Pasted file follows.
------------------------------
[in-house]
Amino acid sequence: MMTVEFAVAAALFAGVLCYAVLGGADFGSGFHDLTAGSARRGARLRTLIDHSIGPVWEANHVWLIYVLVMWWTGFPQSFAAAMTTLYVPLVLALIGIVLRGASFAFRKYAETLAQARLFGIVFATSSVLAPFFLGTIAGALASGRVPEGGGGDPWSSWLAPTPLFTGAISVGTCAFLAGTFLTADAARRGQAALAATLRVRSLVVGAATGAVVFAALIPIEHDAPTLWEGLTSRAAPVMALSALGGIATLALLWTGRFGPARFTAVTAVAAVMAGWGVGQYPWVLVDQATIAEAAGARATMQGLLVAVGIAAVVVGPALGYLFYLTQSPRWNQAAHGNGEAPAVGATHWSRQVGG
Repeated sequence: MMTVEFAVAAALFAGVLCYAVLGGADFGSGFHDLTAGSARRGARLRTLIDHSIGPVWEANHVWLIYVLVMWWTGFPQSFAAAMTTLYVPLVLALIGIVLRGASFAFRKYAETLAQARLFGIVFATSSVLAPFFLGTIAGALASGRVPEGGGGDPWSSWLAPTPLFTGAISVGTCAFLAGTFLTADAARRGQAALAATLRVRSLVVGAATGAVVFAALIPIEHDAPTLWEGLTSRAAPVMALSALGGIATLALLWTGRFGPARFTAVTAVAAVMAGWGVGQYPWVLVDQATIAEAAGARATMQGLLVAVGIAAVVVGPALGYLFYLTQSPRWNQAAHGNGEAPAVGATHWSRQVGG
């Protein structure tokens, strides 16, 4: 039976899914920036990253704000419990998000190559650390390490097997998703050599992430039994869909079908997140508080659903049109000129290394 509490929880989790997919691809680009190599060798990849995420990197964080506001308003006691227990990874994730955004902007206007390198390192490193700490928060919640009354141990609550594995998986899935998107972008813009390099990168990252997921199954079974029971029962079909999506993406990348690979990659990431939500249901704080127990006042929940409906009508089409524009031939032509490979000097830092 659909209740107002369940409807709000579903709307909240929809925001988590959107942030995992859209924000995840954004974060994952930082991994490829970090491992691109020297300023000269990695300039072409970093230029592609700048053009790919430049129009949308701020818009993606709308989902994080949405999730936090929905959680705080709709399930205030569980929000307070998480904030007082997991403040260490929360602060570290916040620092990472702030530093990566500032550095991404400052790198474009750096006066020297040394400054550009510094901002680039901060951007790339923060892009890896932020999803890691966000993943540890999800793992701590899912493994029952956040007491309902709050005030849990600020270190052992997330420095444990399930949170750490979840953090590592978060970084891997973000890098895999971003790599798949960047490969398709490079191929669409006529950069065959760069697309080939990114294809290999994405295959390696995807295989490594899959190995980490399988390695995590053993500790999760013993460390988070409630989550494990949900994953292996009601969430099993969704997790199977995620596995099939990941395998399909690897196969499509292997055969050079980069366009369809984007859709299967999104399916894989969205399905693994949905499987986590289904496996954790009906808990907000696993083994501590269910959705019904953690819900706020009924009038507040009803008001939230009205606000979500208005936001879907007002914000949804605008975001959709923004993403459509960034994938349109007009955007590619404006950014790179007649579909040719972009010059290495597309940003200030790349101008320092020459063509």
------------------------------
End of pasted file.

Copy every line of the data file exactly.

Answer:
[in-house]
Amino acid sequence: MMTVEFAVAAALFAGVLCYAVLGGADFGSGFHDLTAGSARRGARLRTLIDHSIGPVWEANHVWLIYVLVMWWTGFPQSFAAAMTTLYVPLVLALIGIVLRGASFAFRKYAETLAQARLFGIVFATSSVLAPFFLGTIAGALASGRVPEGGGGDPWSSWLAPTPLFTGAISVGTCAFLAGTFLTADAARRGQAALAATLRVRSLVVGAATGAVVFAALIPIEHDAPTLWEGLTSRAAPVMALSALGGIATLALLWTGRFGPARFTAVTAVAAVMAGWGVGQYPWVLVDQATIAEAAGARATMQGLLVAVGIAAVVVGPALGYLFYLTQSPRWNQAAHGNGEAPAVGATHWSRQVGG
Repeated sequence: MMTVEFAVAAALFAGVLCYAVLGGADFGSGFHDLTAGSARRGARLRTLIDHSIGPVWEANHVWLIYVLVMWWTGFPQSFAAAMTTLYVPLVLALIGIVLRGASFAFRKYAETLAQARLFGIVFATSSVLAPFFLGTIAGALASGRVPEGGGGDPWSSWLAPTPLFTGAISVGTCAFLAGTFLTADAARRGQAALAATLRVRSLVVGAATGAVVFAALIPIEHDAPTLWEGLTSRAAPVMALSALGGIATLALLWTGRFGPARFTAVTAVAAVMAGWGVGQYPWVLVDQATIAEAAGARATMQGLLVAVGIAAVVVGPALGYLFYLTQSPRWNQAAHGNGEAPAVGATHWSRQVGG
């Protein structure tokens, strides 16, 4: 039976899914920036990253704000419990998000190559650390390490097997998703050599992430039994869909079908997140508080659903049109000129290394 509490929880989790997919691809680009190599060798990849995420990197964080506001308003006691227990990874994730955004902007206007390198390192490193700490928060919640009354141990609550594995998986899935998107972008813009390099990168990252997921199954079974029971029962079909999506993406990348690979990659990431939500249901704080127990006042929940409906009508089409524009031939032509490979000097830092 659909209740107002369940409807709000579903709307909240929809925001988590959107942030995992859209924000995840954004974060994952930082991994490829970090491992691109020297300023000269990695300039072409970093230029592609700048053009790919430049129009949308701020818009993606709308989902994080949405999730936090929905959680705080709709399930205030569980929000307070998480904030007082997991403040260490929360602060570290916040620092990472702030530093990566500032550095991404400052790198474009750096006066020297040394400054550009510094901002680039901060951007790339923060892009890896932020999803890691966000993943540890999800793992701590899912493994029952956040007491309902709050005030849990600020270190052992997330420095444990399930949170750490979840953090590592978060970084891997973000890098895999971003790599798949960047490969398709490079191929669409006529950069065959760069697309080939990114294809290999994405295959390696995807295989490594899959190995980490399988390695995590053993500790999760013993460390988070409630989550494990949900994953292996009601969430099993969704997790199977995620596995099939990941395998399909690897196969499509292997055969050079980069366009369809984007859709299967999104399916894989969205399905693994949905499987986590289904496996954790009906808990907000696993083994501590269910959705019904953690819900706020009924009038507040009803008001939230009205606000979500208005936001879907007002914000949804605008975001959709923004993403459509960034994938349109007009955007590619404006950014790179007649579909040719972009010059290495597309940003200030790349101008320092020459063509």